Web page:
Talking Mats and Selective Mutism
In the first of 2 blogs on Selective Mutism, Vanessa Lloyd of Birmingham Women’s and Children’s NHS FT describes using Talking Mats to give a young boy the opportunity to communicate at a time when talking was too hard.
Using Talking Mats with a primary school aged child with developmental Selective Mutism
Selective Mutism is a form of social anxiety characterised by stark differences in how a person communicates in different situations. There is also acute awareness of everyone around them who may be listening, either intentionally or accidentally. In Education settings Selective Mutism often become apparent at times of transition and teachers often describe a very different child to the one a parent knows at home. As a school therapist I have the job of finding the puzzle pieces and bringing them together in a way that home and school can understand. I have found the Talking Mats approach to be very useful when working in this area. Here’s an example;
I recently took a referral for ‘A’ who is 6 years old:
Main points from school:
- Joined 12months ago
- Not spoken at school in those 12 months
- Staff felt they didn’t know him
- Staff assumed he was happy not joining in
Main points from parents:
- Aware he is quiet in school
- This is who he is and he has been like this since starting Nursery
My observations indicated Selective Mutism;
- his body language indicated anxiety in situations where he was expected to speak or interact
I needed a way to feedback this anxiety to staff and for A to be heard without using his voice. After building a rapport with him I introduced Talking Mats and offered him the opportunity to engage
Using the Primary Communication Rating Scale (Johnson & Wintgens, 2016) as a basis, combined with an image system he was familiar with, I planned the symbols needed to support the conversation and set out the expectations for the activity. Fundamentally, I made it clear that he did not have to talk to me to participate.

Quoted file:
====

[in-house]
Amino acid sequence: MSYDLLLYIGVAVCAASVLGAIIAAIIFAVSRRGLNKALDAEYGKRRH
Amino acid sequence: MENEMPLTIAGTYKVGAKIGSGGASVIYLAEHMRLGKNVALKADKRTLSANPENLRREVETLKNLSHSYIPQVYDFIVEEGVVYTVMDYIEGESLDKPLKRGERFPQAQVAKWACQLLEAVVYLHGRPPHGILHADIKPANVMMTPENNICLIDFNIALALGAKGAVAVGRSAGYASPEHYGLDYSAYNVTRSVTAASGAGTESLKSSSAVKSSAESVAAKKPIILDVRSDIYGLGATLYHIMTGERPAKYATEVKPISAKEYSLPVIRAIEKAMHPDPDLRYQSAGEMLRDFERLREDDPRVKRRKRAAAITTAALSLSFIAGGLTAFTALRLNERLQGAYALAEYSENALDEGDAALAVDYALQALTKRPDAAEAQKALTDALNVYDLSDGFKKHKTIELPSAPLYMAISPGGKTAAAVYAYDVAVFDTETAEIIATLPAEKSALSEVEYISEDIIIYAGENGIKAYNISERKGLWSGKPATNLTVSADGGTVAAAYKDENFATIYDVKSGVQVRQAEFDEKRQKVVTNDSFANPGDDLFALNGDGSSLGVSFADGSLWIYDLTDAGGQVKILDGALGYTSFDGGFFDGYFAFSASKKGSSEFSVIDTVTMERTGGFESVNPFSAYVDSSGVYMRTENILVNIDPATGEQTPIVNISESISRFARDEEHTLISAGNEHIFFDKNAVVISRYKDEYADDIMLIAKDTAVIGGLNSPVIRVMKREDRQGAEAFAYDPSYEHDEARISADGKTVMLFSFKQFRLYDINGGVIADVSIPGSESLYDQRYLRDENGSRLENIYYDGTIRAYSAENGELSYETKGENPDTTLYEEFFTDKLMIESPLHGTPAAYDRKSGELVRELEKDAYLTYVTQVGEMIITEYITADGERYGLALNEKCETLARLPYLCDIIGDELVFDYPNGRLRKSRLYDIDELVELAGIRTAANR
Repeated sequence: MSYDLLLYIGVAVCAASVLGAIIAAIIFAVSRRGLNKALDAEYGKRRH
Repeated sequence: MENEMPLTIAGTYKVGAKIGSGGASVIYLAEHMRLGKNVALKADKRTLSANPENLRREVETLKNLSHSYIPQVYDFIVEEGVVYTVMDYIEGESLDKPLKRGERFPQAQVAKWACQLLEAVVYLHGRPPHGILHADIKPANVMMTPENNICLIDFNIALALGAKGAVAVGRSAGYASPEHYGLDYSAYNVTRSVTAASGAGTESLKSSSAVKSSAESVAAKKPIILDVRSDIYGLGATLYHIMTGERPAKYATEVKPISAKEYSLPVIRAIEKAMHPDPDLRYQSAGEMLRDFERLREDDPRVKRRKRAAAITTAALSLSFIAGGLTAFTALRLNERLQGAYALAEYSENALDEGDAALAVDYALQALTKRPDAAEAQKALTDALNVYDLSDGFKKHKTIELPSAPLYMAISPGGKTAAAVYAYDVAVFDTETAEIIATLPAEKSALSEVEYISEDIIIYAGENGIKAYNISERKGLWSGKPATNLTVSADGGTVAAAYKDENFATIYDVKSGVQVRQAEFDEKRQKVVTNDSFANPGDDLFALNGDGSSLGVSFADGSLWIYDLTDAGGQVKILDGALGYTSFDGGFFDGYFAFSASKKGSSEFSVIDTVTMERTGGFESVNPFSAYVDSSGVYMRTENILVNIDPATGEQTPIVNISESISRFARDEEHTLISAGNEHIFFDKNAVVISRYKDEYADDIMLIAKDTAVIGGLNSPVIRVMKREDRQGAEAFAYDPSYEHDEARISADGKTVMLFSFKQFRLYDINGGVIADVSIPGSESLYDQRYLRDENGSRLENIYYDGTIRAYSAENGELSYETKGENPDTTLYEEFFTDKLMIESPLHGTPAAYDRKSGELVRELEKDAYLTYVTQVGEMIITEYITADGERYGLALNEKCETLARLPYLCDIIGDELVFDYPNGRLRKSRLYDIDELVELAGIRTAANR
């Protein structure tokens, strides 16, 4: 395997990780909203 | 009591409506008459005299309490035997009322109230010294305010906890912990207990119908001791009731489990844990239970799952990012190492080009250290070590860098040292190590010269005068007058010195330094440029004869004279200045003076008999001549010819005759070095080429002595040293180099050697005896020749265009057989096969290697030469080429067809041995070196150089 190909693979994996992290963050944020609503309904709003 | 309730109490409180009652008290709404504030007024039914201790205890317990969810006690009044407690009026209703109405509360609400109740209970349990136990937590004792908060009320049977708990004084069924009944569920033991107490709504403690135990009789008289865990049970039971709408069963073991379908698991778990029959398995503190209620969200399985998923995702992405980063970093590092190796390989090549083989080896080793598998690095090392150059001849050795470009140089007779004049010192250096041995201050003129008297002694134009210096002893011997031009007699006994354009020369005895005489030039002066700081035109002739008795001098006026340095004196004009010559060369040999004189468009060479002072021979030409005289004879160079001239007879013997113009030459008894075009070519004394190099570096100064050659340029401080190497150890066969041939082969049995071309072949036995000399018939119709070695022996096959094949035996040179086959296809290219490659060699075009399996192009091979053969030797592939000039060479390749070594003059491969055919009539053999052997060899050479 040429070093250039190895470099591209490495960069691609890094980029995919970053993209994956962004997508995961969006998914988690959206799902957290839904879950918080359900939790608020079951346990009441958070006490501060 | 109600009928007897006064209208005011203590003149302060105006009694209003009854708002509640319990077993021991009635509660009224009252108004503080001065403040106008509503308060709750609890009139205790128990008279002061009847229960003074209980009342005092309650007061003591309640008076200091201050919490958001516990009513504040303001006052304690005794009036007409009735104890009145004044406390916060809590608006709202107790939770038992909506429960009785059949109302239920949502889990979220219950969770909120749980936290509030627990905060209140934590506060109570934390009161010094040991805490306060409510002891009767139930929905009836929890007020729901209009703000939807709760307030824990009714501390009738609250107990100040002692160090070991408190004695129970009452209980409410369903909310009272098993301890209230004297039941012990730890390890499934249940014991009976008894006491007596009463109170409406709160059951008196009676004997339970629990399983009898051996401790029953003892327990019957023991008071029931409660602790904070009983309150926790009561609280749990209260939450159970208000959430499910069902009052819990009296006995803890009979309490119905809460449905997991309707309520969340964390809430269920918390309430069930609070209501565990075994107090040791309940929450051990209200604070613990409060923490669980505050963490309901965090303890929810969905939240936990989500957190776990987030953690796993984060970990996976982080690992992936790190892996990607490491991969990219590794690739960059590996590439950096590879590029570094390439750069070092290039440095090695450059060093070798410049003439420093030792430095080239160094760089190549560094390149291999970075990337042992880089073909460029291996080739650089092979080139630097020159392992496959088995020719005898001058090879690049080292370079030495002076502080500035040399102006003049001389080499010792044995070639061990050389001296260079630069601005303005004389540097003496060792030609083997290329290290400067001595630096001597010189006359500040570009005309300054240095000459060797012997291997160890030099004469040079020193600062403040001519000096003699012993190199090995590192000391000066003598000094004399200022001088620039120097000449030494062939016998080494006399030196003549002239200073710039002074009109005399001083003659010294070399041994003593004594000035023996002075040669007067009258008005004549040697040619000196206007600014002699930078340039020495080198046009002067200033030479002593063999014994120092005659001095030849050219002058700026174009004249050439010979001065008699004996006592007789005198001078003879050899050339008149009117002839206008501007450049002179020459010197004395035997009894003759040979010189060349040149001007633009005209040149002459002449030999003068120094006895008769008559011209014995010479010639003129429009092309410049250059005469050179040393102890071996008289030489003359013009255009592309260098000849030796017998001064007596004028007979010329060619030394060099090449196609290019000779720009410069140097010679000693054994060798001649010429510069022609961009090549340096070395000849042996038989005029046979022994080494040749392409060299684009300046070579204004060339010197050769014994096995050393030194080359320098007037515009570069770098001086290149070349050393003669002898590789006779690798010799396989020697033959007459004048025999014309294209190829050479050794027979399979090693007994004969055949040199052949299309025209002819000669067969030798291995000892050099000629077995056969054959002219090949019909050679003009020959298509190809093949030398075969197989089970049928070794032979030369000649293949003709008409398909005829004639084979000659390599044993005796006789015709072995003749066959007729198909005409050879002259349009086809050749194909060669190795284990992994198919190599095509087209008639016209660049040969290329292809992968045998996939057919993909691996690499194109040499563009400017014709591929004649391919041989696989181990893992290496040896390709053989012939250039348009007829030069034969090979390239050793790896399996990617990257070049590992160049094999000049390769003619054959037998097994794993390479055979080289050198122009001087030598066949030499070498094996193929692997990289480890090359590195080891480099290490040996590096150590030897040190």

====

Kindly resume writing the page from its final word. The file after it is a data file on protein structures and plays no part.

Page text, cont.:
How it went
The school environment.
As anticipated, he made his feelings instantly clear about the activities where he was required to talk, rapidly sorting them into ‘unsure’ or ‘don’t like’.
What was less expected was how relaxed his body language became, particularly when I suggested showing his class teacher. It was as though he knew that there was some power behind his arrangement of these symbols and he was ready to embrace it.
Talking at home.
Having fully grasped the potential of the task, this young boy set to work answering my questions through careful consideration and placement of symbols. The same questions that would otherwise spiral him into a freeze or flee response were now being answered with a newfound command of the situation. He had things to say, things he wanted people to know, and in that moment, he had a way of doing this
Taking it forward:
Showing the child’s perspective provided a powerful way of highlighting to school the misguided assumptions that had been made about his feelings and attitudes towards talking. The Talking Mat conversations opened the discussion about the importance of Selective Mutism intervention and created a platform for the child to be involved and be heard. He was a valued contributor in an environment which was previously inaccessible for him.